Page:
Qualcomm is striving to change its business model and offer itself as a useful contributor to China.
There are, however, telltale signs that Qualcomm is striving to change its business model and “offer itself as a useful contributor to China,” according to Dieter Ernst, a senior East-West Center fellow. Even if not all the way to BFF, Qualcomm appears to be cultivating an image as a “Friend of China.”
While it waits for a Chinese blessing on its NXP acquisition deal, Qualcomm announced Thursday that China’s four large smartphone vendors – Lenovo, Oppo, Vivo and Xiaomi – have each signed a Memorandum of Understanding for the multi-year purchase of Qualcomm’s RF front-end solutions.
Simultaneously, Qualcomm unveiled the launch of its “5G Pioneer” initiative with six Chinese companies. Supporters of the collaboration are Lenovo, Oppo, Vivo, Xiaomi, ZTE and Wingtech. The group’s goal is to accelerate the availability of commercial 5G premium-tier devices expected in 2019.
Mired in troubles both in the United States (Apple vs Qualcomm; Broadcom’s pursuit of Qualcomm as a hostile takeover target) and elsewhere in the world, Qualcomm is holding its 2018 China Tech Day this week in Beijing. The event appears to be designed to curry favor with both Chinese authorities and U.S. media. The mobile chip giant flew in a bevy of American reporters to cover the event.
Qualcomm’s Beijing extravaganza comes on the heels of clearance from antitrust regulators in European Union and South Korea on its pending NXP acquisition.
Still standing in the way, though, is a regulatory hurdle erected by China’s Ministry of Commerce (Mofcom).
Some observers now appear optimistic about eventual Chinese approval. So, we contacted a few sources – including well-known China hands such as Ernst – to explore possible policy changes by China that might work in Qualcomm’s favor.
Ernst said that his sources also tell him that Qualcomm is “now actively engaged with Chinese smart phone companies and China’s NDRC (National Development and Reform Commission) 5G project.
He also quoted a well-informed Chinese source saying that unless the U.S. President Trump makes good with his threat of open trade warfare, Qualcomm’s NXP deal should not be a problem in China.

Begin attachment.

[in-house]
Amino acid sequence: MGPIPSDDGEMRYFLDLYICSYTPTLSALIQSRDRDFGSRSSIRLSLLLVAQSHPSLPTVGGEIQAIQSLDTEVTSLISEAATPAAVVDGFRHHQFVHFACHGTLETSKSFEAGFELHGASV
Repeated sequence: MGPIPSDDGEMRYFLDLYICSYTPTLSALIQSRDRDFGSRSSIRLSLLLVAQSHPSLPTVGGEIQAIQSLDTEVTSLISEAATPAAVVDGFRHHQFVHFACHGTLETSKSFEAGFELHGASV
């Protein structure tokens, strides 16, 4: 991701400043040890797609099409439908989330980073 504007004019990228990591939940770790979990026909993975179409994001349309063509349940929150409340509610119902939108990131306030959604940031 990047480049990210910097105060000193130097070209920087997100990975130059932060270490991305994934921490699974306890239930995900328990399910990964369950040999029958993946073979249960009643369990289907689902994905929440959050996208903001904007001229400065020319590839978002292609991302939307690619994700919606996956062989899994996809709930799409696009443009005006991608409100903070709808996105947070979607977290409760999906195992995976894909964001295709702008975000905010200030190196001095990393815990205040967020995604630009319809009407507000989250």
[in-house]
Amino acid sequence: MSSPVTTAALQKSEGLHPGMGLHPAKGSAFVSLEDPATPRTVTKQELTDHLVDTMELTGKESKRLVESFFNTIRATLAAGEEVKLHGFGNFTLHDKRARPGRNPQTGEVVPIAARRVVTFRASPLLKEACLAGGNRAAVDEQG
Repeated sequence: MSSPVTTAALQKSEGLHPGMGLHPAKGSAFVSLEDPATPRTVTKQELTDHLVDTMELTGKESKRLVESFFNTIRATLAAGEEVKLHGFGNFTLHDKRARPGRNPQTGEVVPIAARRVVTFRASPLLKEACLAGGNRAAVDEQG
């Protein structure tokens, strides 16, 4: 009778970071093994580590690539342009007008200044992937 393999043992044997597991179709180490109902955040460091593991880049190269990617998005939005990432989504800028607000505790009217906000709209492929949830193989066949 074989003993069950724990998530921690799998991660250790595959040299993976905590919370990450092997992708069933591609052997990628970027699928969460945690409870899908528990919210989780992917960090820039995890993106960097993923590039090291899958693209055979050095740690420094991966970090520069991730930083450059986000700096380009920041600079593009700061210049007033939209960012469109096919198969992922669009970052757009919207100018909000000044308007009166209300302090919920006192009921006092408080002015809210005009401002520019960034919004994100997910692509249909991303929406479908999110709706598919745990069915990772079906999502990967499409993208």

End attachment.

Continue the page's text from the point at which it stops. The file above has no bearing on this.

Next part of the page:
The main reason for optimism is that “China is not so strong in the area where NXP plays”. In sum, Qualcomm/NXP can contribute to China’s Intelligent & Connected Vehicles Program, based on NXP’s strengths in chips for connected and autonomous cars.
5 factors Qualcomm should consider
There are also several factors Qualcomm should consider, toward shaping China’s response to the Qualcomm-NXP deal, said Ernst.
First, he said, Qualcomm should consider “increasing the importance of competition policy as a tool to foster China’s innovation strategy, drawing on recent attempts to move toward a unified competition policy.” Ernst was referring to New Antitrust IP Guidelines recently announced by China’s powerful IP Strategy Implementation Working Group.
The second factor is established practice. By now, Qualcomm should understand China’s playbook: Don’t block deals, but delay by requiring adjustments, in response to requests from powerful local companies. China’s view was articulated during a Mofcom meeting last July with leading Chinese mobile communications and chip companies, Ernst pointed out.
Third, look to established precedents. Foreign companies have been pressed to enter deals with Chinese companies to gain approval.
Fourth, an industrial logic is at work. “What contribution can Qualcomm/NXP make to China’s Intelligent & Connected Vehicles Program, based on NXP’s strengths in chips for connected and autonomous cars?” If China approves the deal, China will make sure that it will become its gain.
Fifth, let’s not get carried away. “In contrast to IBM and Intel, Qualcomm may still have a long route to becoming a ‘Friend of China,’” Ernst observed. At the end of that road, China might deem Qualcomm eligible for special consideration.
Next page on EE Times US: Qualcomm has weaker cards to play